Once home from running some other errands; I began preparing dinner, which consisted of grouper in tomato broth, and a side of saffron sice. Trying to practice what all chefs preach, Mise en place, I diced up two roma tomatoes, fresh oregano and mint, and measured out a cup of clam juice. The grouper was salted lightly with sea salt and dredged in flour. The grouper is pan seared for 3-4 minutes skin side down in olive oil, flipped, then 3 minutes on flesh side. After nice sear, the clam juice, tomatoes and herbs are added to pan, covered, and simmered for another 3 minutes.

The finished fish is served in a bowl with tomato broth and herbs poured over top. Don’t overdo the amount of broth in the bowl or you will end up with Fish Soup!

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February Charcutepalooza Bacon and Pancetta

Well I have been really behind starting on February’s Charcutepalooza item of Bacon or Pancetta. The main problem was getting the right pork belly to start with. Staying true to my blog, I only wanted to get pork from a local farm that I know cares about the animals it raises. After much harassment of one of my friends in the local food industry, I am getting my hands on a York/Tam cross-breed from the Gripshover’s Hi Acres Stock Farm in northern Kentucky. My friend is going to split the pig with me so I don’t have to try to figure out what to do with a whole pig. It is on its way to slaughter over the weekend and I will help my friend butcher in the upcoming days.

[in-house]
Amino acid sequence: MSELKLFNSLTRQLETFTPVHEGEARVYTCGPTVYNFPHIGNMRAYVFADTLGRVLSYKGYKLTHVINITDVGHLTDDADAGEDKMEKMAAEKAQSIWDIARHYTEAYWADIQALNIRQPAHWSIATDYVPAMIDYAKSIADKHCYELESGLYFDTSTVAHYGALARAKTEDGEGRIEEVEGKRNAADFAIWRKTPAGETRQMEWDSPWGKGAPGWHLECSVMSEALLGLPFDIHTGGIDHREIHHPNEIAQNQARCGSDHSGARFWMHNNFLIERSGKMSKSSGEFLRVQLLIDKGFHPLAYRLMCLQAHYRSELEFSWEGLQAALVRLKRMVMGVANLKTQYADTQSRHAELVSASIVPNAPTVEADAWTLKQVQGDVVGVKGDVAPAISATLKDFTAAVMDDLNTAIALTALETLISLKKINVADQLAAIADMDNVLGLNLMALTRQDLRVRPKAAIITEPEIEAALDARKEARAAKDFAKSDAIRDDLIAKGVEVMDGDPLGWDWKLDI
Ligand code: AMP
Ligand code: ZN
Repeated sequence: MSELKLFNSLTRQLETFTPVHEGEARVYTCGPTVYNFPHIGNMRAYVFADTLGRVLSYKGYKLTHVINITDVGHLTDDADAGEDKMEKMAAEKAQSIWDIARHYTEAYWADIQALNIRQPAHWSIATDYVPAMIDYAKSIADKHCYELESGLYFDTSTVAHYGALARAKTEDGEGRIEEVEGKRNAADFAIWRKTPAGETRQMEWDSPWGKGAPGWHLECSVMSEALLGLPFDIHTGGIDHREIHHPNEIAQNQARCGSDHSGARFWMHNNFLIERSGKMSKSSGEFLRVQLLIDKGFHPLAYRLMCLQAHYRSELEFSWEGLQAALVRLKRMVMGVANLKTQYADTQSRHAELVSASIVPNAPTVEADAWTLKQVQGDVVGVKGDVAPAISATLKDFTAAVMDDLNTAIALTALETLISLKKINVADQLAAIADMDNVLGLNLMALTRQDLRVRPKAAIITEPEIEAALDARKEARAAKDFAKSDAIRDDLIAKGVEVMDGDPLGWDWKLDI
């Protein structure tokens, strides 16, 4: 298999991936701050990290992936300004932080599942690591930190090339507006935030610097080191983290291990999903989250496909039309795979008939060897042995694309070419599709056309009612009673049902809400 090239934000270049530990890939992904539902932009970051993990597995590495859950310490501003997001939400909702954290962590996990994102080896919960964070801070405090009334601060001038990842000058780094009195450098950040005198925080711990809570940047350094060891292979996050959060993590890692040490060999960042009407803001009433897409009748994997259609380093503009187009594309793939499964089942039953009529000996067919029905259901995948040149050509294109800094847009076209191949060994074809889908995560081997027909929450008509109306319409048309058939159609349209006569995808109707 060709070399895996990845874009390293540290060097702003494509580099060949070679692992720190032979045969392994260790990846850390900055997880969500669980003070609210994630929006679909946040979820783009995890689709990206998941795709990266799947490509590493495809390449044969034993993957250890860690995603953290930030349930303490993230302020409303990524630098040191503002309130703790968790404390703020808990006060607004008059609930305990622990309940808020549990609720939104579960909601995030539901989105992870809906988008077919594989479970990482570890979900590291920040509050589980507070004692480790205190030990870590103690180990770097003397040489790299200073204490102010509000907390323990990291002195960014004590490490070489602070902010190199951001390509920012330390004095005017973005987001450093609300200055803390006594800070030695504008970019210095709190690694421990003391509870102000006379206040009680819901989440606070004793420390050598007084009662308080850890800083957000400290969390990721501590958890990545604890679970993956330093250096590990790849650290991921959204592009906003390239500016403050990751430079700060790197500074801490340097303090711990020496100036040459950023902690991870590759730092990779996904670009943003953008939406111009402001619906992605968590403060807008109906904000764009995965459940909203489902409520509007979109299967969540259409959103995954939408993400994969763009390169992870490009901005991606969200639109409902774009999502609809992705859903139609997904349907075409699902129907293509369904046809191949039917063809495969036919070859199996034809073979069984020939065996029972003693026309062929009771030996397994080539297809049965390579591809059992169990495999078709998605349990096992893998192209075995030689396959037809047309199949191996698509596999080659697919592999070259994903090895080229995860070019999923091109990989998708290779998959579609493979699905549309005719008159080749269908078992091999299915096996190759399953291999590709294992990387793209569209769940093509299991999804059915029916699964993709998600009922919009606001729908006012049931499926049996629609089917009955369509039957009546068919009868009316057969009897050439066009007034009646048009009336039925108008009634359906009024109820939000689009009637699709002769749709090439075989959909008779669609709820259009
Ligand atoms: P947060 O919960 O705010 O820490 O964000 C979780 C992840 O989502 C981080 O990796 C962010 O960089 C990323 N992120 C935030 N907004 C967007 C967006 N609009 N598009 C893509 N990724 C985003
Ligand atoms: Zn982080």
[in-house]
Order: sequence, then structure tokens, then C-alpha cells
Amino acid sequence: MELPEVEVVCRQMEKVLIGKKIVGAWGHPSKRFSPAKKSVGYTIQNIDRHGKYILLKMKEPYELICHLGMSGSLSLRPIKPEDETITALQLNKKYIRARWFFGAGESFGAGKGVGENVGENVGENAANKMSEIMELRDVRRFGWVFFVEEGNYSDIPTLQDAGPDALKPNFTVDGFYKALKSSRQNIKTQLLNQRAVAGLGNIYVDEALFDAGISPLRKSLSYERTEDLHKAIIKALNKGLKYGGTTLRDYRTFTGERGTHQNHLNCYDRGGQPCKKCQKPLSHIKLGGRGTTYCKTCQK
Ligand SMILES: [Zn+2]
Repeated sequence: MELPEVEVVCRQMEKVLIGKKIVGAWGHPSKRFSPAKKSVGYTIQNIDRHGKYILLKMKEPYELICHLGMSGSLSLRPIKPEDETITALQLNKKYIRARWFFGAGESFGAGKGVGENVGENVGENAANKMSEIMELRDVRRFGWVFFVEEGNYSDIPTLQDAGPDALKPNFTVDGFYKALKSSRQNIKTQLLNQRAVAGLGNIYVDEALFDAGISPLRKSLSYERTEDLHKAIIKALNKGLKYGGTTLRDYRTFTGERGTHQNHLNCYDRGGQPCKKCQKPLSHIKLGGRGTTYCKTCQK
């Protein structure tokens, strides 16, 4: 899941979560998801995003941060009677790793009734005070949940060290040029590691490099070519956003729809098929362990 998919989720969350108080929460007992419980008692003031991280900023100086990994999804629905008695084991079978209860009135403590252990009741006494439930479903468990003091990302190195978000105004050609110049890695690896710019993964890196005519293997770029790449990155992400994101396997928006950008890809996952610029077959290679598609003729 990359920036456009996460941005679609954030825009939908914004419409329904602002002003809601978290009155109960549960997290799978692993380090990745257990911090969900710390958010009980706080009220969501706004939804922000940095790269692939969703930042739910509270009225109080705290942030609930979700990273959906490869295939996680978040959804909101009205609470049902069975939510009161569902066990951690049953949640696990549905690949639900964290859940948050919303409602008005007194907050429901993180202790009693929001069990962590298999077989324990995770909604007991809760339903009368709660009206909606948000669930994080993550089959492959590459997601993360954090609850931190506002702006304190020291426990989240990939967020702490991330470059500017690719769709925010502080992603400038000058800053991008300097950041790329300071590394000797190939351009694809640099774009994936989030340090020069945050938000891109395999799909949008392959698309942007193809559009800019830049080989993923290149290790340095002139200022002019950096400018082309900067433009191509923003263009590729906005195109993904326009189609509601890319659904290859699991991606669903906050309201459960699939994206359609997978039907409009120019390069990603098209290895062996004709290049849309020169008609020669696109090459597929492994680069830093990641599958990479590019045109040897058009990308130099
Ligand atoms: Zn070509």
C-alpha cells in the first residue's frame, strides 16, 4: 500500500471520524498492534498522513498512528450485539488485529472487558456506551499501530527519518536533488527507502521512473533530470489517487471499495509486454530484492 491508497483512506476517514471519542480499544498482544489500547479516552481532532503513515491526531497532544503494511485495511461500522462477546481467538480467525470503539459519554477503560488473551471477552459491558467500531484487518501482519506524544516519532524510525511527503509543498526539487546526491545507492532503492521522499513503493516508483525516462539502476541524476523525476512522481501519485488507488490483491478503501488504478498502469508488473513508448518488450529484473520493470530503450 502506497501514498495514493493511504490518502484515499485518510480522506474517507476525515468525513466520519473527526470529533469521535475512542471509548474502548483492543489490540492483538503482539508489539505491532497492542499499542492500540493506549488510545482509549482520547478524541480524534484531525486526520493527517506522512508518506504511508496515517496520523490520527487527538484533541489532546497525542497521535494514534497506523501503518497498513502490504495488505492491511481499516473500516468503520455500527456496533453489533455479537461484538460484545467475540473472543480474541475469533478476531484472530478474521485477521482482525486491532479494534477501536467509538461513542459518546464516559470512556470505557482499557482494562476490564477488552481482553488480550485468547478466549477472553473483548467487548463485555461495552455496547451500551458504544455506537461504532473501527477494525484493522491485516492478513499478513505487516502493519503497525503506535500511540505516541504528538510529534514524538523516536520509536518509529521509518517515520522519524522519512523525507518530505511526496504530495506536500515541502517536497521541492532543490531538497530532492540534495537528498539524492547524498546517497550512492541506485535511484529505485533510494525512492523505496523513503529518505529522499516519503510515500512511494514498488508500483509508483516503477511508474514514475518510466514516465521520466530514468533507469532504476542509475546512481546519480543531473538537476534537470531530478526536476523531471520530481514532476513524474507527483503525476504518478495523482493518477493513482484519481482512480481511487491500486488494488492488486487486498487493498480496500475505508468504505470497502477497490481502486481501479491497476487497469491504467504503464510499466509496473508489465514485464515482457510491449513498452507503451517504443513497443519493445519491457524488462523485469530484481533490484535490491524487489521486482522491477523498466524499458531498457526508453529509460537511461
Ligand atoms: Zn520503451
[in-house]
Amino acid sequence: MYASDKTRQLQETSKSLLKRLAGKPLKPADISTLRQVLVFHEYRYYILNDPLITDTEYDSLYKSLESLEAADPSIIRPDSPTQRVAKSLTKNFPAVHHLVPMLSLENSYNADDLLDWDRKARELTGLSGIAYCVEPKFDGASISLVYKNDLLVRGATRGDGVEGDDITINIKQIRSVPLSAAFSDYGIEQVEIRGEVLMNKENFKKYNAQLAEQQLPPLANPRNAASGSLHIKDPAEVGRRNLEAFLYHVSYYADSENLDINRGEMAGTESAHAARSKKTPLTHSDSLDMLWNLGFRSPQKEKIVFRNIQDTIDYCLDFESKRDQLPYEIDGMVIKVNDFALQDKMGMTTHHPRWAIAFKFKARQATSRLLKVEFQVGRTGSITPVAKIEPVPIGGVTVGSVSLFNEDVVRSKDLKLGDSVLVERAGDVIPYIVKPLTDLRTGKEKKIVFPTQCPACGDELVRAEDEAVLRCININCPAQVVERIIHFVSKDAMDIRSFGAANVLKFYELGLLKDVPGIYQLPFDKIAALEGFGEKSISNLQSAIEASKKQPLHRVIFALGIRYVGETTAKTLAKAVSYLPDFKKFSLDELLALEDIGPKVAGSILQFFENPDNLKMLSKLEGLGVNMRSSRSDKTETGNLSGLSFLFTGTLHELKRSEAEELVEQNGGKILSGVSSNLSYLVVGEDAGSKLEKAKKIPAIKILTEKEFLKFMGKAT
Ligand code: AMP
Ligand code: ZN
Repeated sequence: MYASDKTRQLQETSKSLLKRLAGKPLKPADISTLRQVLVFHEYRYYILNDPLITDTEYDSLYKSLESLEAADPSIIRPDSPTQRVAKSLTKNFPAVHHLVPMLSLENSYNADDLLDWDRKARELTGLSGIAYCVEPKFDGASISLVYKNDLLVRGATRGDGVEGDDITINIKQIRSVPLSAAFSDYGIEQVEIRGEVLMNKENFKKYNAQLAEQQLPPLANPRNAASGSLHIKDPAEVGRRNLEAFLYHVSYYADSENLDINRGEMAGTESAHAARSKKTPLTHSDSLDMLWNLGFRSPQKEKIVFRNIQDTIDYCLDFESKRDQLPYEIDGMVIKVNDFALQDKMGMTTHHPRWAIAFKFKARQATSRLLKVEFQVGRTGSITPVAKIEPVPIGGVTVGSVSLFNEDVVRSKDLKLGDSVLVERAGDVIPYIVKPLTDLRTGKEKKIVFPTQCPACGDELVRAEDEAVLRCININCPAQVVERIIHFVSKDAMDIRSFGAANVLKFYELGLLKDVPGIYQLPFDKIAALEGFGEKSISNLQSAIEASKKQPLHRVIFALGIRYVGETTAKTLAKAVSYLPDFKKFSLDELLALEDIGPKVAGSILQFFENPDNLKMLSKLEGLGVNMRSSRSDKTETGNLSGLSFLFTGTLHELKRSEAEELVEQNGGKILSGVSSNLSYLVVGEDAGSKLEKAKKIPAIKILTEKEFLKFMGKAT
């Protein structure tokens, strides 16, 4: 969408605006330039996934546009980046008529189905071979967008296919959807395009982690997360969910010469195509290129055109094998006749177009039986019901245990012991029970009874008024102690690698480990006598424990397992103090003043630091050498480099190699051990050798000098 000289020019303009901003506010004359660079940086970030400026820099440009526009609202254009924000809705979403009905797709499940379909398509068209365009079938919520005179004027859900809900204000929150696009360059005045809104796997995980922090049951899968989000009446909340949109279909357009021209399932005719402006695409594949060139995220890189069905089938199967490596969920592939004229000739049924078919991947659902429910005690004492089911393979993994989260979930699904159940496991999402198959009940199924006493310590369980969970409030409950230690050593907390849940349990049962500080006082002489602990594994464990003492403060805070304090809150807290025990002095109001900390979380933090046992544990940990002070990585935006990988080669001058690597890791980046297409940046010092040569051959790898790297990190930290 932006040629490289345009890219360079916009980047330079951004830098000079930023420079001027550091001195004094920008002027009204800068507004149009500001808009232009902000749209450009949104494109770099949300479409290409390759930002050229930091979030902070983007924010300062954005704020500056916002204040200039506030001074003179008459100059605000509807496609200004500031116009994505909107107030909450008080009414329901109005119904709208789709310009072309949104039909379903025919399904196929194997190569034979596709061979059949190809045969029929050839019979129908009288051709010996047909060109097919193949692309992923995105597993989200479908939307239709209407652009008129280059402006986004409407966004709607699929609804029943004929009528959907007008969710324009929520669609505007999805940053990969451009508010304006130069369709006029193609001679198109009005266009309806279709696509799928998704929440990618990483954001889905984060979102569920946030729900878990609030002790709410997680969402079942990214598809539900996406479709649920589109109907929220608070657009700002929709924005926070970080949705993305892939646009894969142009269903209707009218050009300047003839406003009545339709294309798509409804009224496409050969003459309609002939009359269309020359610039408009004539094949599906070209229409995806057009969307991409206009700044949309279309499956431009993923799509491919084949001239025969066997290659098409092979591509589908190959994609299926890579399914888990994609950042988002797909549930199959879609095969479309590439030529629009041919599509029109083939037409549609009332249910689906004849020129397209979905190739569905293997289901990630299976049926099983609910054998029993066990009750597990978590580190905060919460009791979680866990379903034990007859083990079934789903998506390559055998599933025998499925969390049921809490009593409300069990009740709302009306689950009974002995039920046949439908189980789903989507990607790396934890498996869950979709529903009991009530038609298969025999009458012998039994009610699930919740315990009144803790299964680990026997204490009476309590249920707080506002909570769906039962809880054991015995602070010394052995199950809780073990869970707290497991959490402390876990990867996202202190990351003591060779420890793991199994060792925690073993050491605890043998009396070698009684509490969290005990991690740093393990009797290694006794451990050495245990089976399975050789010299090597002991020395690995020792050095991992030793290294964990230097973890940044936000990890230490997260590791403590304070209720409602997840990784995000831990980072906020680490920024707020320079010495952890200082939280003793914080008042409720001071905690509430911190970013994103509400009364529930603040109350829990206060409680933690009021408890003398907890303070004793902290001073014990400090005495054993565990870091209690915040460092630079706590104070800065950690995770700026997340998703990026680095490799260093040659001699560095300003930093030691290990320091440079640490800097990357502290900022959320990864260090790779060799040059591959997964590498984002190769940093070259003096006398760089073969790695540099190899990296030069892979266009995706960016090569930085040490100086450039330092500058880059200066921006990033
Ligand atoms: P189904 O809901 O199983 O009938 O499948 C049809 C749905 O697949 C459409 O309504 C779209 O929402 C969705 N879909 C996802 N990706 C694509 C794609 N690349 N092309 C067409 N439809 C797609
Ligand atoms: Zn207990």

More images of the Bacon, Pancetta and Guanciale.

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Roasted Pork and Sweet Potato Hash

So dinner tonight was Roasted (actually braised) Pork and Sweet Potato Hash. I started by braising a 1+ lb pork butt roast in chicken stock and garlic cloves in a dutch oven on the stove top for around 35 minutes. The Sweet Potato Hash was made from 1/2 in dice of Sweet Potatoes and diced onion. The potato mix is sautéed approx. 8 minutes then broth and garlic from pork braise are added to potato mix until reduced. Approx. 25 minutes. Add 1/4 tsp of red pepper and season to taste. Shred pork after resting and add to potato mixture. Serve and smile!!

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January – Duck Prosciutto

So the gals over at CharcutePalooza, Cathy and Kim, picked  Duck prosciutto for January’s meat item from Michael Rhulman’s book, Charcuterie. I was lucky enough to try some of this in Vicenza, Italy during my month-long stay there last September. It seems the Italians can dry cure most anything, including Donkey.

So the Duck prosciutto started by picking up a fat, fresh, whole duck at Luken’s Poultry, Fish & Seafood in Findlay Market. I feel you get a bigger breast by buying the whole duck, and it typically only cost a few dollars more than buying just breasts. Plus, I find butchering ducks to be just darn fun, not to mention that I will almost always use the whole duck, not to mention I will almost always use the whole duck.